I take a break from (ir)regularly scheduled blogging by talking about last night. In the wee hours of Tuesday morning, i.e. December 21st, 2010, there was going to be a lunar eclipse. When I first heard about it, I wasn’t even sure what a lunar eclipse looked like, but I knew I would stay up to see it. My second thought was, I hope the weather is good. Come December 20th, I busied myself by checking the weather every hour. When I stepped out at around 8:00 pm, the moon was nowhere to be seen, it was that cloudy! I told myself that there were a few more hours to go and maybe the clouds would go away by then. At 9:30 pm, the moon was clearly visible and pretty low in the sky. I brought my camera out and fiddled with it. Now, I am not an expert with a camera on Manual mode, but the automatic mode was giving me a white dot with a black background. I tinkered with it for a while on manual mode and got a decent picture of the moon. I was thrilled. The evening was going to be fun!
But when I got out again at midnight, the sky was overcast! Rats! I still took my camera with me, hoping I would get a fluke of a shot. It took me some time to crane my neck backwards and look out for the moon because it was right above my head. When the clouds dispersed for a brief second, I saw the moon. It was now a different shape. Around 80% of its original size. “Hmph,” I thought to myself, “I am pretty sure it was full moon a while ago.” It was too late in the night for me to quickly understand, the eclipse was underway. I went back in, hoping the weather would change again.
At 1:00 am I finally stepped out to not come in until I had a few great shots. I parked myself on a lone chair on the tennis court in front of my house. I’m sure I looked like a pervert or a creep, but I didn’t care. The clouds were heavy, but I got a glimpse of the moon, and there was only a sliver of it left. I gasped. Thus began the battle of me vs. the clouds vs. the camera. I’d keep an eye out for a hole in the patch of clouds and aim for the sky, but by the time the camera could focus on the moon, it’d hide behind the clouds again. I’d groan and wait. This happened for almost an hour, my frustration getting worse by the minute. By now the moon was completely gone, and all I could see was a dark, copper-ish patch instead of it. It even got difficult to spot it in between the clouds. All my hopes of getting a stellar shot of the blood-red moon were smashed against the soft clouds. I was totally dejected. I kept my camera away and hung my neck backwards to look up at the sky.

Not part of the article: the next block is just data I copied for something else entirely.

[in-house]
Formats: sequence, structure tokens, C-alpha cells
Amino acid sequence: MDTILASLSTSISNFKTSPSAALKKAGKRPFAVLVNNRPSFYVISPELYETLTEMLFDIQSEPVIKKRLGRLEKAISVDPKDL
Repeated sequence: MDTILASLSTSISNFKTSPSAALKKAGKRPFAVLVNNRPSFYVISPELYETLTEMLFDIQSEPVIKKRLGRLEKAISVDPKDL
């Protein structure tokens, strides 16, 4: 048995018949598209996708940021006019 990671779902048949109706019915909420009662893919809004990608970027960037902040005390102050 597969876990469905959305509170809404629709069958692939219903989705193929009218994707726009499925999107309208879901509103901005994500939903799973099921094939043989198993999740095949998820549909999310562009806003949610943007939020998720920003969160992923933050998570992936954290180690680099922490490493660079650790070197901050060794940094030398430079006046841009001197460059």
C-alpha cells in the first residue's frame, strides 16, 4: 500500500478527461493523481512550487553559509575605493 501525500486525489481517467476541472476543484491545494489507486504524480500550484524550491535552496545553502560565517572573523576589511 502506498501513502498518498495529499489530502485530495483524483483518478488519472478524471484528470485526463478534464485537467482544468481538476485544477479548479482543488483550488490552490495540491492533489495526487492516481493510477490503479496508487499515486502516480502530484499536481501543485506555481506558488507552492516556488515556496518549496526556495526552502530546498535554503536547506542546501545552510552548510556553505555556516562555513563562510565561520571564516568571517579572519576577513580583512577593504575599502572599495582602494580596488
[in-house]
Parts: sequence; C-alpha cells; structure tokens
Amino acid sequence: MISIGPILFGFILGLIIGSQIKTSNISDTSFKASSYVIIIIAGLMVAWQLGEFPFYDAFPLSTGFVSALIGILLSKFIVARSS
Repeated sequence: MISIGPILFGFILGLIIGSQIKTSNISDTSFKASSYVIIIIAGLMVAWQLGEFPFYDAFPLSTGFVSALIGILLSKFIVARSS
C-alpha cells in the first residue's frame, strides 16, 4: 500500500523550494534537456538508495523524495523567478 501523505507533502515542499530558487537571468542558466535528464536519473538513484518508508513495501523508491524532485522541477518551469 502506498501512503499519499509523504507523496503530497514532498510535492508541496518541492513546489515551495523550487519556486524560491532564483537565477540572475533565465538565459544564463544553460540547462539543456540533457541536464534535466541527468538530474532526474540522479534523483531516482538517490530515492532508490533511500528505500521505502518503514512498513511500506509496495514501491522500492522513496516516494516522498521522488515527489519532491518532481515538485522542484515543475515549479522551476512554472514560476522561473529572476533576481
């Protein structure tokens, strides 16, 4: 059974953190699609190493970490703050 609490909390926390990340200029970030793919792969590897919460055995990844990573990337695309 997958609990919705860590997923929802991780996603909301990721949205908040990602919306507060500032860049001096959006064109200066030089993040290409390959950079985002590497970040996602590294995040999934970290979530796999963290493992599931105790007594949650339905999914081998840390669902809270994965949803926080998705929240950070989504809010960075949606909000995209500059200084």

This is my point, after this long ramble. Why are we so insistent on capturing every moment of our life on the camera? What makes us so stubborn and unrealistic? Many, many moons ago (pun intended), my father and I had similarly stayed up way past bedtime to see a meteor shower. We spotted eleven shooting stars and one plane! It was the best thing I’d ever done. And the experience was untainted by the need to photograph the event. A friend and I humorously talk about how just because everyone has a DSLR, everyone thinks they’re great photographers. I’m afraid I’m one of those fools! Last night was spectacular. I don’t remember the last time I’ve just sat and watched the clouds rush by in the wide open sky. It makes you feel so tiny in comparison. And the eclipse? It was, surely, a once in a lifetime experience. And rather than focusing on taking a picture, I’m glad I just sat back and saw it with my own eyes for a few minutes. That personal sensation is so valuable. And I hope I remember to take my surroundings in myself, before I let modern technology make a human bait out of me. Because that’s what we’ll all be, if we forget to use our senses to experience things.